more at article...including links to articles.
End the Fed; its a private banking cartel that runs this country for the NWO by creating a monopoly on currency. The income tax is illegal and unconstitutional and so is the IRS. Prior to the US being taken over by a parasitic mafia, we had a budget surplus and no income tax b/c we had tariffs on imports. Free trade is piracy.Electronic Frontier Foundation, EFF Posts Documents Detailing Law Enforcement... more
If this doesn’t convince you that the Timothy Geithner knew about the securities shenanigans that were going on at Lehman, than I don’t know what will.
Keep in mind, that Geithner ran Lehman through 3 “stress tests” prior to bankruptcy; all of which Lehman failed, and yet, nothing was done. Anton R. Valukas–the examiner who wrote the 2,200 page investigative-report which was released on Thursday– has provided plenty of information detailing Lehman’s “materially misleading” accounting and “actionable balance sheet manipulation.”
In other words, they cooked the books.
more at link...
End the Fed.If this doesn’t convince you that the Timothy Geithner knew about the securities... more
"Rep. Ron Paul (R-Texas) made "absolutely bizarre" allegations about the Federal Reserve's involvement in Iraqi weapons deals and the Watergate scandal, chairman Ben Bernanke said Wednesday.
Bernanke appeared before the House Financial Services Committee earlier in the day to deliver testimony.
Paul, a libertarian Republican who opposes the Fed, said that the Fed issued a $5.5 billion loan to Saddam Hussein's regime to buy U.S. weapons during the Iran-Iraq War.
"It has been reported in the past that in the 1980s, the Fed facilitated a $5.5 billion to Saddam Hussein and he then bought weapons from our military industrial complex," he said.
He also said that cash used in the Watergate scandal "came through" the Fed.
Paul made his remarks in support of his effort to audit the Fed's monetary activity.
"Well, congressman, these specific allegations you've made, I think are absolutely bizarre and I have absolutely no knowledge of anything like what you've just described," Bernanke replied."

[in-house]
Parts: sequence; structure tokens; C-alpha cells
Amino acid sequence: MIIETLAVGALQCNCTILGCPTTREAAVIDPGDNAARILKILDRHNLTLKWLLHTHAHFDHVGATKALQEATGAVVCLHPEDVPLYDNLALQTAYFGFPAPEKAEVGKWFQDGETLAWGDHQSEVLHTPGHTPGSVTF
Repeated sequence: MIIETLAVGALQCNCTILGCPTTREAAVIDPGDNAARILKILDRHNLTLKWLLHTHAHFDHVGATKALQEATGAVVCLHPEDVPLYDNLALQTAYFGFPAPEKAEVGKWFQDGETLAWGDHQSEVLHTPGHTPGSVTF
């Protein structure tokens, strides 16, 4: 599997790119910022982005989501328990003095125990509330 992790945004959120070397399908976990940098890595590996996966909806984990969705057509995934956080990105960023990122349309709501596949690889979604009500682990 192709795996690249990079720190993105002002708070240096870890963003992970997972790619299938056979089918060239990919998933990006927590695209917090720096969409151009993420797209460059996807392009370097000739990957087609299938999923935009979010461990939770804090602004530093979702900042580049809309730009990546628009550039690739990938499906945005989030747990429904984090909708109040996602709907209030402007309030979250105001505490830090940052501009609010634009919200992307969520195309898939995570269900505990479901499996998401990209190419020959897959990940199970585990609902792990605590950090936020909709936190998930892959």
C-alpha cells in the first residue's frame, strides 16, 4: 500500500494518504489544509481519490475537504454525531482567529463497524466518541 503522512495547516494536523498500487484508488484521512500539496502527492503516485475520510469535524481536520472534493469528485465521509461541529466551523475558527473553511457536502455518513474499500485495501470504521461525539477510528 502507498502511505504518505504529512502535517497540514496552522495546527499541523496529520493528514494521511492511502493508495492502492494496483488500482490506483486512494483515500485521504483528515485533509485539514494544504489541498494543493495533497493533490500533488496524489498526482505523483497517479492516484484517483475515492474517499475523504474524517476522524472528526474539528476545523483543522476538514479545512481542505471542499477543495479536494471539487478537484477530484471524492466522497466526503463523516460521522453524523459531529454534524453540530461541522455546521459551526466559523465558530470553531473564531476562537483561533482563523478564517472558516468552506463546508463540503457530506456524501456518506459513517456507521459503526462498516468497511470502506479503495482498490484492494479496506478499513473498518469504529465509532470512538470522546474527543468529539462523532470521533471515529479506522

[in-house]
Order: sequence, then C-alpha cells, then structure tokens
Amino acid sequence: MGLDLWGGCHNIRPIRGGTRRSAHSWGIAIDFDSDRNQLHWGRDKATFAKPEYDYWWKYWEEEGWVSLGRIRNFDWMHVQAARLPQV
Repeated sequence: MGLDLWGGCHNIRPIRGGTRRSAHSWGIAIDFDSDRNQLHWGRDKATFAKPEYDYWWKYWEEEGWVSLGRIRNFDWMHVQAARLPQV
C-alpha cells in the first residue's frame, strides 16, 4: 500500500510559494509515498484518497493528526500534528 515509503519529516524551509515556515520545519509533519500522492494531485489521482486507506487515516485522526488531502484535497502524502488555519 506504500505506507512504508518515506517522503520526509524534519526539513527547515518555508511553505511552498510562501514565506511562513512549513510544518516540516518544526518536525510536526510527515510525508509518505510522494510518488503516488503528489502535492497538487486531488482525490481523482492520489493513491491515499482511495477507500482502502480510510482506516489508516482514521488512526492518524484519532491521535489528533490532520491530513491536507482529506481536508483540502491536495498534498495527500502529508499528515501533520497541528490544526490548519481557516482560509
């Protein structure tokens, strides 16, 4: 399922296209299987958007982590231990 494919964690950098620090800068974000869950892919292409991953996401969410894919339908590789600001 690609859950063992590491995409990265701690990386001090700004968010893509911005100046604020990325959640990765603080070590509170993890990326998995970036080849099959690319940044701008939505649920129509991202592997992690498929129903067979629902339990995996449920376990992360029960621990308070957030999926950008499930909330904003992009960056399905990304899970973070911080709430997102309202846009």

The Creature from Jekyll Island strikes again. Maybe you too should take a second look at the Federal Reserve. Check out G. Edward Griffin."Rep. Ron Paul (R-Texas) made "absolutely bizarre" allegations about... more
Congressman Ron Paul appeared on Neil Cavuto's Fox Business show last night to discuss the news that Obama intends to enact a spending freeze, a policy the president previously admitted would amount to a "hatchet job".
Paul made a number of salient points, including the fact that a spending freeze flies in the face of the government's actions over the past year and goes against what they would like to see happen - more spending.
"I think they are responding to what they're hearing but they still don't quite understand it, and I would say Congress as well as the president." Paul said.
"They know there's something going on but they're lost as to what to do because they can't change the philosophy of government, they can't change the welfare state or the warfare state. So they have to talk about this."
"This talk of freezing a few of the expenditures, it doesn't start 'til 2011, and it won't happen. That proposal of Obama's actually would allow foreign aid to go up, but the air traffic controllers would be frozen, could you imagine that passing the Congress? This is just talk." Paul added.
The Congressman explained that freeze on spending, akin to a crash course diet for the government after months of pigging out, would be in direct conflict to the preponderate view on Capitol Hill.
"The philosophy that is prevailing here in Washington is that when you're in a slump, you need the government to spend more money, and some of us believe the government should spend less money and that the people should get their money back with lower taxes, then they should spend the money and make the decisions."
"We're going to slip and slide, we may have another major crisis. The way we're going, since we think that spending money and borrowing money and printing money works, we will end up with a dollar crisis and then all these number won't have any meaning whatsoever." the Congressman urged.
"If you go into an inflationary period and you have a slump, something worse than the stagflation of the 70s, revenues crash and inflation costs go up."
"The natural market forces want people to back off and not spend and save and pay down their debt. The government does exactly the opposite. They want you to spend and borrow, and inflate. The government wants inflation because they can never pay this debt, so they look for a devalued currency because you pay back ten cents on the dollar it's not as big a difficulty in paying off the debt."
"They are frustrated because they don't have the inflation that they are looking for, because they equate inflation with a healthy economy, and that is not the case at all." Paul concluded.Congressman Ron Paul appeared on Neil Cavuto's Fox Business show last night to... more